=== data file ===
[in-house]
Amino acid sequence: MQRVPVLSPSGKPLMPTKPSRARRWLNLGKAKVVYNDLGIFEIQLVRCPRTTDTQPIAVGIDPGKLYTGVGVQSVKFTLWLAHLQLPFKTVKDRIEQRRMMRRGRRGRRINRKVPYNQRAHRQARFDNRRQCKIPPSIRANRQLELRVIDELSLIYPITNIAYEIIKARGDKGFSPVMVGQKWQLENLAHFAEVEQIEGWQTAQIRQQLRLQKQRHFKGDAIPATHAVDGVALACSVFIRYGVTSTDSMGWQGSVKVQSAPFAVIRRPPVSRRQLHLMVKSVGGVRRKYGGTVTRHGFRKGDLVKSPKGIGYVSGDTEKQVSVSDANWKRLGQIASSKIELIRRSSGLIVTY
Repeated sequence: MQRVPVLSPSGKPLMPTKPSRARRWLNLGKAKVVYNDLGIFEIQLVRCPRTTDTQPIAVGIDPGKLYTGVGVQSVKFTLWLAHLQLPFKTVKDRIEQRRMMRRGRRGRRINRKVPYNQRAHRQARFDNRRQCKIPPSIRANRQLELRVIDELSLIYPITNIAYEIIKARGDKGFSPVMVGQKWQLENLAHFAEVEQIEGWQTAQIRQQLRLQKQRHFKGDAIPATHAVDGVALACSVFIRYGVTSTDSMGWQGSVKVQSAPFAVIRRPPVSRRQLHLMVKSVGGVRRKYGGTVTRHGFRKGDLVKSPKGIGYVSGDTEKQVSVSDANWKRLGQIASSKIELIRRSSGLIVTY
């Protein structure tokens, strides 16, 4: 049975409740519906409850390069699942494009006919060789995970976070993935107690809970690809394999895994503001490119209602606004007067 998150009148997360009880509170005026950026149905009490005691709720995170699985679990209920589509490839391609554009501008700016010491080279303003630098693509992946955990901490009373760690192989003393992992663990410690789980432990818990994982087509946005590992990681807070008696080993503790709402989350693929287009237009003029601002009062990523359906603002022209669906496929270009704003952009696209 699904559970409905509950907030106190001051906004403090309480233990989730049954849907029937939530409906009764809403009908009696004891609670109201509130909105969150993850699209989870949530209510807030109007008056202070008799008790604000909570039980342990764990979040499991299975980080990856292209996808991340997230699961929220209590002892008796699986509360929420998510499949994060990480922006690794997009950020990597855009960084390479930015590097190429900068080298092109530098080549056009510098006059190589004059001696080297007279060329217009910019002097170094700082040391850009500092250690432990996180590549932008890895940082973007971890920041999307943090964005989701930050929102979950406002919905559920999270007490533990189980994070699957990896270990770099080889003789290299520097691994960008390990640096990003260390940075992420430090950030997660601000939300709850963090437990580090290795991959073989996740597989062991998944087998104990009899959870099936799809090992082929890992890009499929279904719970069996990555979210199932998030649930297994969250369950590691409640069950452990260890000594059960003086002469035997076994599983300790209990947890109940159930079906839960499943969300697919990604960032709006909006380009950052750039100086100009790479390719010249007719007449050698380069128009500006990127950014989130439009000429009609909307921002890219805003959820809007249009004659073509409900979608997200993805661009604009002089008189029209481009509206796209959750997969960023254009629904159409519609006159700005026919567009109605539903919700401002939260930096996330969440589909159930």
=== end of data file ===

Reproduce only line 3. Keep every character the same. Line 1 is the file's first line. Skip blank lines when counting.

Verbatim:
Repeated sequence: MQRVPVLSPSGKPLMPTKPSRARRWLNLGKAKVVYNDLGIFEIQLVRCPRTTDTQPIAVGIDPGKLYTGVGVQSVKFTLWLAHLQLPFKTVKDRIEQRRMMRRGRRGRRINRKVPYNQRAHRQARFDNRRQCKIPPSIRANRQLELRVIDELSLIYPITNIAYEIIKARGDKGFSPVMVGQKWQLENLAHFAEVEQIEGWQTAQIRQQLRLQKQRHFKGDAIPATHAVDGVALACSVFIRYGVTSTDSMGWQGSVKVQSAPFAVIRRPPVSRRQLHLMVKSVGGVRRKYGGTVTRHGFRKGDLVKSPKGIGYVSGDTEKQVSVSDANWKRLGQIASSKIELIRRSSGLIVTY